The first poop your baby will pass is known as ‘meconium’ and is a dark green/black substance. Sometimes this is passed during labor but usually it continues after birth and will remain like this for a few days. This is a good sign that your baby’s bowels are in good order and is not to be concerned about.
After the meconium has passed through your baby’s system it will be replaced by a different type of poop. This will depend on whether your baby is breastfed or formula fed or a mixture of both.
If you are breastfeeding your baby will pass a poop loose in texture with a slight curdled appearance and more yellow in color like mustard. It often has a distinctive sweet smell.
If you are formula feeding this milk is processed slightly differently and the poop is similar in colour and odor. Formula poop will probably be firmer and more like a paste.
All babies vary slightly but as a rule formula fed babies produce a firmer poop with a stronger smell. This is contrasted by the looser poop of a breastfed baby. Formula fed babies can be prone to constipation, particularly if switching between formula and breastfeeding. For this reason it is a good idea to do this gradually. Some infant formulas can cause a baby’s poop to appear greenish in color which is something to be aware of but should not cause concern.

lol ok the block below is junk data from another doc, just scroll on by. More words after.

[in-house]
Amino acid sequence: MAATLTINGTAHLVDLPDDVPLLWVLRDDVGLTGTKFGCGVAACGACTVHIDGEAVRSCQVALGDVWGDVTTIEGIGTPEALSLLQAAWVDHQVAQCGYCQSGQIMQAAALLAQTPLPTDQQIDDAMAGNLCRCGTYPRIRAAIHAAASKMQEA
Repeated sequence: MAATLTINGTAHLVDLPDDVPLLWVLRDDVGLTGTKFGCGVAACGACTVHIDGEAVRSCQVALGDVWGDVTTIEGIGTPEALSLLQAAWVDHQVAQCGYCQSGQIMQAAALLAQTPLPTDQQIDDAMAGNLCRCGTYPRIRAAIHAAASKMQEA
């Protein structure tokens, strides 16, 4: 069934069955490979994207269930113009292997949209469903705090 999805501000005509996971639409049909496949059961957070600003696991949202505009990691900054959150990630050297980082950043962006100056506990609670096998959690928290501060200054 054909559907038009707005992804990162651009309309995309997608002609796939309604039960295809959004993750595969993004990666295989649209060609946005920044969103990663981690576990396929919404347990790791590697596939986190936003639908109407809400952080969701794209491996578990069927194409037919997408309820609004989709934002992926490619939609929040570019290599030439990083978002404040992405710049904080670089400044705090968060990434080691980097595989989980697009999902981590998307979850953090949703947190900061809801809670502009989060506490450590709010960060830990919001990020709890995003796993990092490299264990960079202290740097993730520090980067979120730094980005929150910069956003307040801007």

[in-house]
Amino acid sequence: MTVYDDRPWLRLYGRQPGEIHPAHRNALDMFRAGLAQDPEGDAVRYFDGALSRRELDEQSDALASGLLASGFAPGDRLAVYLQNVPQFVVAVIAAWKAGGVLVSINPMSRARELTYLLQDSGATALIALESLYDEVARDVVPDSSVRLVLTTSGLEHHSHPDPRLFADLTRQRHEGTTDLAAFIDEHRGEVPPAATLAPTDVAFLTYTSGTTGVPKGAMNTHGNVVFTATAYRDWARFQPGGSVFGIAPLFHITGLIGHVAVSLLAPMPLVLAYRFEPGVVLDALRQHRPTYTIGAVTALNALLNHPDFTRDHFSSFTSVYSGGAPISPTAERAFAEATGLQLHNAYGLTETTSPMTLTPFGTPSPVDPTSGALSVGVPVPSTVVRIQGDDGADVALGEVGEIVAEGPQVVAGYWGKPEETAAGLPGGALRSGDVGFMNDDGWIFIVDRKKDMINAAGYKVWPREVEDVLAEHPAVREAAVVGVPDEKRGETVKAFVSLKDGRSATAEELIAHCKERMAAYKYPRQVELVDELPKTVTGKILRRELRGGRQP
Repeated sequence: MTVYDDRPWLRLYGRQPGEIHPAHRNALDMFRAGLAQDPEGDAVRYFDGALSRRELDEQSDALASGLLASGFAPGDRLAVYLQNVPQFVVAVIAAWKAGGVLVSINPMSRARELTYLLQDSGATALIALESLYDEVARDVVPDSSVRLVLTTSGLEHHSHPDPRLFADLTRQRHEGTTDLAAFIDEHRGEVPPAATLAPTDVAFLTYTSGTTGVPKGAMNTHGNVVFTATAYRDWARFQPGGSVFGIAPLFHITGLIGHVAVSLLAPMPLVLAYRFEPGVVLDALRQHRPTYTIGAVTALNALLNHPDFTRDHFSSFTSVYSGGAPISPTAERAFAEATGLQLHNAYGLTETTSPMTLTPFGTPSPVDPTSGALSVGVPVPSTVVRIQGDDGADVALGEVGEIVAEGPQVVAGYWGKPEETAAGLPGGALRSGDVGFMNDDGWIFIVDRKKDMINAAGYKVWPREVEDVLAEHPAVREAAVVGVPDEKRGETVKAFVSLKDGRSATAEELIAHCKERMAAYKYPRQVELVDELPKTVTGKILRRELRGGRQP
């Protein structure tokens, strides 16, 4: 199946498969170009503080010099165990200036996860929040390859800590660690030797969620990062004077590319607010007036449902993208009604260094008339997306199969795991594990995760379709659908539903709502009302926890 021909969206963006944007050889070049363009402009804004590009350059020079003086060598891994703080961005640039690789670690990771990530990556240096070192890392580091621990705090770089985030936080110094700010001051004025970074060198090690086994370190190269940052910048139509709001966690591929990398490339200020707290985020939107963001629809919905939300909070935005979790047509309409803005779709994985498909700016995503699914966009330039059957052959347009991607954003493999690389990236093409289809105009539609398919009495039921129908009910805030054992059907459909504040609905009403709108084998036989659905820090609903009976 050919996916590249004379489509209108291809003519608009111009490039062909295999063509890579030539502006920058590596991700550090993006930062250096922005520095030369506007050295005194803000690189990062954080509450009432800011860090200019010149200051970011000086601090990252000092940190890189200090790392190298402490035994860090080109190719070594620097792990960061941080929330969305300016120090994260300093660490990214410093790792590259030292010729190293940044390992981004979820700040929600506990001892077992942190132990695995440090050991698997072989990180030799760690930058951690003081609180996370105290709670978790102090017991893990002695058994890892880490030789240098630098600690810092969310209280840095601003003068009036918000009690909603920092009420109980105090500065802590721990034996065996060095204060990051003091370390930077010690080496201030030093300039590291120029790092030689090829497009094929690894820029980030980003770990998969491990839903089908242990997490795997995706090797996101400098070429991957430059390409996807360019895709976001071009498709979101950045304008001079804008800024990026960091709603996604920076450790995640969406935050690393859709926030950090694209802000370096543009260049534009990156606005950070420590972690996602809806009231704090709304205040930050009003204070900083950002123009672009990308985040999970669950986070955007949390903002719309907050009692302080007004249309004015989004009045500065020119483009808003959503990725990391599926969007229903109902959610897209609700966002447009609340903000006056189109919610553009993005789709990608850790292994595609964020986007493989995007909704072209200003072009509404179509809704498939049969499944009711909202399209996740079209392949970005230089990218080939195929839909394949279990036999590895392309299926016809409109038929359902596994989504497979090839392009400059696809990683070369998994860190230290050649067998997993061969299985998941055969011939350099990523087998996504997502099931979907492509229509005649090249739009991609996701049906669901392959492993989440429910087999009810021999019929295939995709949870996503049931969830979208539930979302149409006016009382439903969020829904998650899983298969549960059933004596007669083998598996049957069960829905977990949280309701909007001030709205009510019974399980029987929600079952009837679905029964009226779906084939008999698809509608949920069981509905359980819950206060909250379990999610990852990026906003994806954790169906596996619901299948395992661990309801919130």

From week one you should expect three to four poops a day reducing gradually over the first year. Changes in feeding, moving to formula, weaning and teething are all factors which will change the texture and number of poops your baby will produce in a day.
If you find blood or mucus in your baby’s nappy seek medical advice to examine cause. Your baby may be constipated if they are producing hard pieces of stool. Conversely, loose watery stools that seep through the nappy and into the baby’s clothing could be a sign that they have a bug.
Don’t worry though, you will get familiar with your baby’s poop and notice changes. However if your baby has a temperature or seems unsettled it is important to ask for medical advice.